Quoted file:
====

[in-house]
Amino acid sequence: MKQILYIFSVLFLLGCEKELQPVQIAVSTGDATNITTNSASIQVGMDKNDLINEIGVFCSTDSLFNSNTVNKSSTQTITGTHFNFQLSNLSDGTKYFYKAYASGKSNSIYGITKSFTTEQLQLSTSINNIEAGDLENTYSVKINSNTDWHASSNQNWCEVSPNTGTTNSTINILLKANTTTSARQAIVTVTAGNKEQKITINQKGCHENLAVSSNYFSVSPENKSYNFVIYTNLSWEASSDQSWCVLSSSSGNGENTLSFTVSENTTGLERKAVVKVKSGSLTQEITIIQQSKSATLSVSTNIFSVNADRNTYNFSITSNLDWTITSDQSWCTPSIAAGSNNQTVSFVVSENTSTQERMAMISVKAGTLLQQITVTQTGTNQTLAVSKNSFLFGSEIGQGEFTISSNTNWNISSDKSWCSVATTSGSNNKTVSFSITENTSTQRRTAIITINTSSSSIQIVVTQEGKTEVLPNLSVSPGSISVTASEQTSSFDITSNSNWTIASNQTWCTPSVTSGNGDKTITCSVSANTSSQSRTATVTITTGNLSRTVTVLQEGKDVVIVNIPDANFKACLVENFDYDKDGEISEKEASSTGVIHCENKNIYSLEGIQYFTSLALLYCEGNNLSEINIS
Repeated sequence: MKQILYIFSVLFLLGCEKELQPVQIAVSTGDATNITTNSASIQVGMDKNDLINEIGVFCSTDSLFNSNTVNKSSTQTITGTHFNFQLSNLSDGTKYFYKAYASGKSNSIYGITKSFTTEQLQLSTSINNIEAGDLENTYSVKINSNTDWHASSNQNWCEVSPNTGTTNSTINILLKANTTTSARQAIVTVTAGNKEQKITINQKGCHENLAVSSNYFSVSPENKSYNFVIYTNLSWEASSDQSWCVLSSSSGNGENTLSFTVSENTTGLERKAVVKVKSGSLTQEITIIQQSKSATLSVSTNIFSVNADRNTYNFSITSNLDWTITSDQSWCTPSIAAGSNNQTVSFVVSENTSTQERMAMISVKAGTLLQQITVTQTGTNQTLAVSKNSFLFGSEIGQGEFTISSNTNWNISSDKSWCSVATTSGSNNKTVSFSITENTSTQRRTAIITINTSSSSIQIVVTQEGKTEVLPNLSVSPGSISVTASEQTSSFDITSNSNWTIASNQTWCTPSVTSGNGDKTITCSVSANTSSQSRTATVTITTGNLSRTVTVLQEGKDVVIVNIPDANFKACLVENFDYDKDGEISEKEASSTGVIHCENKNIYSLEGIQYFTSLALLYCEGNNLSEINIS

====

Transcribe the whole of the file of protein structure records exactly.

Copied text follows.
[in-house]
Amino acid sequence: MKQILYIFSVLFLLGCEKELQPVQIAVSTGDATNITTNSASIQVGMDKNDLINEIGVFCSTDSLFNSNTVNKSSTQTITGTHFNFQLSNLSDGTKYFYKAYASGKSNSIYGITKSFTTEQLQLSTSINNIEAGDLENTYSVKINSNTDWHASSNQNWCEVSPNTGTTNSTINILLKANTTTSARQAIVTVTAGNKEQKITINQKGCHENLAVSSNYFSVSPENKSYNFVIYTNLSWEASSDQSWCVLSSSSGNGENTLSFTVSENTTGLERKAVVKVKSGSLTQEITIIQQSKSATLSVSTNIFSVNADRNTYNFSITSNLDWTITSDQSWCTPSIAAGSNNQTVSFVVSENTSTQERMAMISVKAGTLLQQITVTQTGTNQTLAVSKNSFLFGSEIGQGEFTISSNTNWNISSDKSWCSVATTSGSNNKTVSFSITENTSTQRRTAIITINTSSSSIQIVVTQEGKTEVLPNLSVSPGSISVTASEQTSSFDITSNSNWTIASNQTWCTPSVTSGNGDKTITCSVSANTSSQSRTATVTITTGNLSRTVTVLQEGKDVVIVNIPDANFKACLVENFDYDKDGEISEKEASSTGVIHCENKNIYSLEGIQYFTSLALLYCEGNNLSEINIS
Repeated sequence: MKQILYIFSVLFLLGCEKELQPVQIAVSTGDATNITTNSASIQVGMDKNDLINEIGVFCSTDSLFNSNTVNKSSTQTITGTHFNFQLSNLSDGTKYFYKAYASGKSNSIYGITKSFTTEQLQLSTSINNIEAGDLENTYSVKINSNTDWHASSNQNWCEVSPNTGTTNSTINILLKANTTTSARQAIVTVTAGNKEQKITINQKGCHENLAVSSNYFSVSPENKSYNFVIYTNLSWEASSDQSWCVLSSSSGNGENTLSFTVSENTTGLERKAVVKVKSGSLTQEITIIQQSKSATLSVSTNIFSVNADRNTYNFSITSNLDWTITSDQSWCTPSIAAGSNNQTVSFVVSENTSTQERMAMISVKAGTLLQQITVTQTGTNQTLAVSKNSFLFGSEIGQGEFTISSNTNWNISSDKSWCSVATTSGSNNKTVSFSITENTSTQRRTAIITINTSSSSIQIVVTQEGKTEVLPNLSVSPGSISVTASEQTSSFDITSNSNWTIASNQTWCTPSVTSGNGDKTITCSVSANTSSQSRTATVTITTGNLSRTVTVLQEGKDVVIVNIPDANFKACLVENFDYDKDGEISEKEASSTGVIHCENKNIYSLEGIQYFTSLALLYCEGNNLSEINIS